Say goodbye to working mom guilt — a new study demonstrates that being a working parent could have big payoffs for your kids down the road.
The Harvard Business School study looked at 50,000 adults in 25 countries, and found the biggest positive impact on daughters of working moms. In addition to having higher employment rates overall, these daughters have higher incomes and more supervisory roles as adults.
“Part of this working mothers’ guilt has been, ‘Oh, my kids are going to be so much better off if I stay home,’ but what we’re finding in adult outcomes is kids will be so much better off if women spend some time at work,” study author Kathleen McGinn tells The New York Times.
The correlation is especially strong in the US: Daughters of working moms earn 23 percent more than those of stay-at-home moms. And while a son's career doesn't seem to be impacted, sons of working moms log seven and a half more hours with their kids each week.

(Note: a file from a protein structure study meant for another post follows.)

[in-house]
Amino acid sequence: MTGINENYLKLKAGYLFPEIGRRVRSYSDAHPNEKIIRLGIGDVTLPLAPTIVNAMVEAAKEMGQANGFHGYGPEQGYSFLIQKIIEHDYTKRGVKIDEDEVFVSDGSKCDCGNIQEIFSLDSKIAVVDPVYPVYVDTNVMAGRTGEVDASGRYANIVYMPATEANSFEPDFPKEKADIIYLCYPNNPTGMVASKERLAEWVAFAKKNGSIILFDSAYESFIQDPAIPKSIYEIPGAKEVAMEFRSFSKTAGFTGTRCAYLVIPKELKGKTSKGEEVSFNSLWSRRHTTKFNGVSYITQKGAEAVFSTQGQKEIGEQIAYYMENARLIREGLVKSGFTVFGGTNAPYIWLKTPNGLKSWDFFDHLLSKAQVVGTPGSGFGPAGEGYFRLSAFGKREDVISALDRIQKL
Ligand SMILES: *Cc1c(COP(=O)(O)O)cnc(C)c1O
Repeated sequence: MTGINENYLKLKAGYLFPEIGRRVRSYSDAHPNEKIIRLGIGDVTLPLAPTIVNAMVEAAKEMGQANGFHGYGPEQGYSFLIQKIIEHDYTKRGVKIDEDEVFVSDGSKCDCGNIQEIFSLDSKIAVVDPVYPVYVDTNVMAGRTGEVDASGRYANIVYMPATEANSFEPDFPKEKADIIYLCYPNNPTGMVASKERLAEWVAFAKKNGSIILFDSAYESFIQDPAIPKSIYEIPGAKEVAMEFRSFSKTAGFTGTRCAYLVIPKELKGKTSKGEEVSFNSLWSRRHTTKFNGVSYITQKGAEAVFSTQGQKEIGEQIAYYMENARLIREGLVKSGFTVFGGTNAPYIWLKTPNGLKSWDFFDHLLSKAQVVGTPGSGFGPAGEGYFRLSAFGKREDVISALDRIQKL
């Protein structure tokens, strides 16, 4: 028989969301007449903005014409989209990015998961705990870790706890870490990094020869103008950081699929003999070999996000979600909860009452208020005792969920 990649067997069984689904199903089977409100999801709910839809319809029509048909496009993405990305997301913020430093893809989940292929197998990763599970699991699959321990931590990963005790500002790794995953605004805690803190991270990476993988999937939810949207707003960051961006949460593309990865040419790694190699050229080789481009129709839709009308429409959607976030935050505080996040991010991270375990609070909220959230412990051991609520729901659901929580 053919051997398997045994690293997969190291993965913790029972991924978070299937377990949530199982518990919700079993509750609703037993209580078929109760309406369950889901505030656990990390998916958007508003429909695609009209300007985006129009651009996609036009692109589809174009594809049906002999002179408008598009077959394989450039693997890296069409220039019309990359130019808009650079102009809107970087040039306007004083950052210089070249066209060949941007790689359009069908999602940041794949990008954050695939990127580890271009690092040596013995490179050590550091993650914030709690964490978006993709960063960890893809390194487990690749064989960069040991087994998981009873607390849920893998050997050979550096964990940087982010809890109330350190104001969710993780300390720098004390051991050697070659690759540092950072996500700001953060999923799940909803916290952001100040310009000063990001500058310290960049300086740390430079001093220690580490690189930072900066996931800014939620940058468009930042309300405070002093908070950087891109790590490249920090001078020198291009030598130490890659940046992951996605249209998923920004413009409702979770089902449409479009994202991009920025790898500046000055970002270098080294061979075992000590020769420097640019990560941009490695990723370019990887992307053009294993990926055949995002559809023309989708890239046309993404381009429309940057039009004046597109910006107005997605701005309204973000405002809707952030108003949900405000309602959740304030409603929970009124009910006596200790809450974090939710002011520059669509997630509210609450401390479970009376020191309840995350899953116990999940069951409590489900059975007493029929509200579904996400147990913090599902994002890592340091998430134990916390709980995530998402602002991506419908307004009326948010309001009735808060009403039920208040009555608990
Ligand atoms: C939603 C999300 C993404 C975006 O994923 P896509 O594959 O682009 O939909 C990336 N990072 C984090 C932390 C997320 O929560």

“This is our best clue that what’s happening is a real role modeling of skills that somehow conveys to you, ‘Here’s a way to behave, here’s a way you can cope with the various demands of work and home,’” McGinn says.
Still, there are skeptics. Wouldn't children do better because of the benefits of a working mother's presumed higher education? Or wouldn't higher household incomes give them a leg up? McGinn says factors like income and education were controlled for.